Perhaps instead of thinking of himself as a racist or sexist person, he should think of himself as someone who strives to be fair to targets of negative stereotypes but who suffers in his human, all-too-human, way from various biases. Perhaps, instead of thinking of him as a racist or sexist person, other people should think of him as someone who strives to be fair but who suffers in human, all-too-human, ways from various biases. These attitudes have the benefit of ascribing good will (or at least lack of ill will) while recognizing serious defects. (71–72)

These gentler attitudes appear to be designed to mitigate defensiveness by offering a positive self-concept for the offender. The above stance focuses on agents’ good intentions while pointing out their flaws in a way that is somewhat exculpatory. Instead of seeing herself as a racist, sexist, or ableist, the agent can understand herself as a flawed human being. The self-image on offer thus prevents defensiveness by neutralizing an attack on the agent’s self-concept. Pragmatically, these attitudes work because they circumvent defensiveness and encourage the agent to acquire knowledge and control over her biases.

A Worry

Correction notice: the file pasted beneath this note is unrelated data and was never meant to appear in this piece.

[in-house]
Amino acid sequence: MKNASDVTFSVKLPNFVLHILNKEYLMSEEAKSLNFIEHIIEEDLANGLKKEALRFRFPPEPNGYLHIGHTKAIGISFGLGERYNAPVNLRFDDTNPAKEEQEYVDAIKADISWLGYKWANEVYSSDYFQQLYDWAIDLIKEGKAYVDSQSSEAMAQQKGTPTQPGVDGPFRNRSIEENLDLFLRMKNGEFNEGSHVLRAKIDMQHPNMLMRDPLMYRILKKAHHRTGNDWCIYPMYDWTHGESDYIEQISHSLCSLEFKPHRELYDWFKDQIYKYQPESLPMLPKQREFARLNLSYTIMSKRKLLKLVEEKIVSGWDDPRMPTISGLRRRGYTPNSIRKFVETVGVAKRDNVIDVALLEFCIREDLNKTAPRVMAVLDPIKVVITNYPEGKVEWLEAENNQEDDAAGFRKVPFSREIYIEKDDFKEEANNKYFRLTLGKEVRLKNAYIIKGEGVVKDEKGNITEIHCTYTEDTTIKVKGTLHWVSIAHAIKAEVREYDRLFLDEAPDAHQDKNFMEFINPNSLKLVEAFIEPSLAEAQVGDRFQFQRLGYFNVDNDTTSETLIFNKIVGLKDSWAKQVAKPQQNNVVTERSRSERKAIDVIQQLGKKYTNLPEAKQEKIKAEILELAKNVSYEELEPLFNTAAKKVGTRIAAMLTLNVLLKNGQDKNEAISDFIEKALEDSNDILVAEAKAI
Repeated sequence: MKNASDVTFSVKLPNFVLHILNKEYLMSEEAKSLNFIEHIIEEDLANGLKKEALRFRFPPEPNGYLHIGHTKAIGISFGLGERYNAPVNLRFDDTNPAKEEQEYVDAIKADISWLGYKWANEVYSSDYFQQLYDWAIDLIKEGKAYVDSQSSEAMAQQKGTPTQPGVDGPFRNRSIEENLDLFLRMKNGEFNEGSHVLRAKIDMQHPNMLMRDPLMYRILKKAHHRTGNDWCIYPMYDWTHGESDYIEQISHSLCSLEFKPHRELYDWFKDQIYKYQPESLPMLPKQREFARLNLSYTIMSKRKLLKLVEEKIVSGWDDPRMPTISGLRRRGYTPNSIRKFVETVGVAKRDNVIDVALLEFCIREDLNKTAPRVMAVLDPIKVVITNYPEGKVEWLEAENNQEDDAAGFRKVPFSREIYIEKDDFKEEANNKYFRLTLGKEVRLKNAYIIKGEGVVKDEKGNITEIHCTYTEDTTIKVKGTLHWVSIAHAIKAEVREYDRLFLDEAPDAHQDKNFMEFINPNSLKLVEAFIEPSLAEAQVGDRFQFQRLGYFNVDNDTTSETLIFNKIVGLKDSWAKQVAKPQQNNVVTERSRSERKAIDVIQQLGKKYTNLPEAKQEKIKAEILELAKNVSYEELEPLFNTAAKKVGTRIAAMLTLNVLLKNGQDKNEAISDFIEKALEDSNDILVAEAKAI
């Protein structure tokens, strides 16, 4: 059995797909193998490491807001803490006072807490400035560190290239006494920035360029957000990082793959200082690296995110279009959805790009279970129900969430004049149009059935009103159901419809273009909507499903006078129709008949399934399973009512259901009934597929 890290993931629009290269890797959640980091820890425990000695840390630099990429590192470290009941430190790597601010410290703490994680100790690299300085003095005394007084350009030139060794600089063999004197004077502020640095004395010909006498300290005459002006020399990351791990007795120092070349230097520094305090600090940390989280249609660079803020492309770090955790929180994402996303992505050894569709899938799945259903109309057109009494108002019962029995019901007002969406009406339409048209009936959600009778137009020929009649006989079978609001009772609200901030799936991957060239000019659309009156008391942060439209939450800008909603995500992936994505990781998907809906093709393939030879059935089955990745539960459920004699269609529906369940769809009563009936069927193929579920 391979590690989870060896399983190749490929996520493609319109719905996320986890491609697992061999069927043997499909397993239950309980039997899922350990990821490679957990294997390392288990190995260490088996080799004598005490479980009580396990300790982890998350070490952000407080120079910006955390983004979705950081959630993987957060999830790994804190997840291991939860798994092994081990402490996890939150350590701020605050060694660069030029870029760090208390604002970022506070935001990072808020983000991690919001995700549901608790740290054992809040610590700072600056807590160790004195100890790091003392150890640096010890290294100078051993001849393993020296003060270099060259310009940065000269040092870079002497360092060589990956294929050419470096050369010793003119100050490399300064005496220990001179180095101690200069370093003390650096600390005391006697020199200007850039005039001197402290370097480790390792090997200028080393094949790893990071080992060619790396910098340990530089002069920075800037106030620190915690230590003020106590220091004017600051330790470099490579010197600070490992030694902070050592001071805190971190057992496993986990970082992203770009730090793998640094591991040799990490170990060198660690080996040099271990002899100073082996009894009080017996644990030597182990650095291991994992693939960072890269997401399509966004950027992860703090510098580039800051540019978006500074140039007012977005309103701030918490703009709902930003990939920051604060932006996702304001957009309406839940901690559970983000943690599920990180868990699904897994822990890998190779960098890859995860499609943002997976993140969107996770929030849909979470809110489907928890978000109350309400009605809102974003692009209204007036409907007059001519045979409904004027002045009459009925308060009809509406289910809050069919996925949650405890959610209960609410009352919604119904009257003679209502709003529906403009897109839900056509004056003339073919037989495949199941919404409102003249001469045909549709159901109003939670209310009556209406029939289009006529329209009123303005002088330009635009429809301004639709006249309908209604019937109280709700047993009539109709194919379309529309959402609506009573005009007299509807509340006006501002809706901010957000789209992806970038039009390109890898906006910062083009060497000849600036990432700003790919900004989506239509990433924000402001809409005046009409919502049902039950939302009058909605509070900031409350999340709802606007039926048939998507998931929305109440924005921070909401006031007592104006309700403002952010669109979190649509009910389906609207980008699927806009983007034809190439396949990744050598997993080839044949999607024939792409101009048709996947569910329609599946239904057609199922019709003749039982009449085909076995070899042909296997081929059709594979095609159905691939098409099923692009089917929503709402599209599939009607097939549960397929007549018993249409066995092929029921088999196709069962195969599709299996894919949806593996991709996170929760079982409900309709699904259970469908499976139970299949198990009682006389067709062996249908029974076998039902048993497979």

What do we make of the pragmatic strategy that Alfano entertains in the above passage? Elsewhere in the chapter on responsibility, he is clear that victims’ angry confrontation can be justified or even required, despite the pragmatic risks. On Alfano’s view, engagement with others—even the angry or resentful kind—can help us see our faults and assist in our self-improvement (74). These claims stand in tension with the prudential approach that he considers above, one that recommends a neutral attitude (one akin to Strawson’s objective attitude). When, if ever, should prudential concerns win out over agents’ apt expressions of anger? How much weight does Alfano assign prudential considerations? Alfano’s commentary on these conflicting strategies is very speculative, so it would be interesting to hear more about how he would reconcile these different approaches. In the meantime, I’ll conclude with a brief worry about Alfano’s pragmatic alternative to confrontation: in nonideal conditions, it’s not obvious that protecting the self-concept of defensive agents is pragmatic or desirable.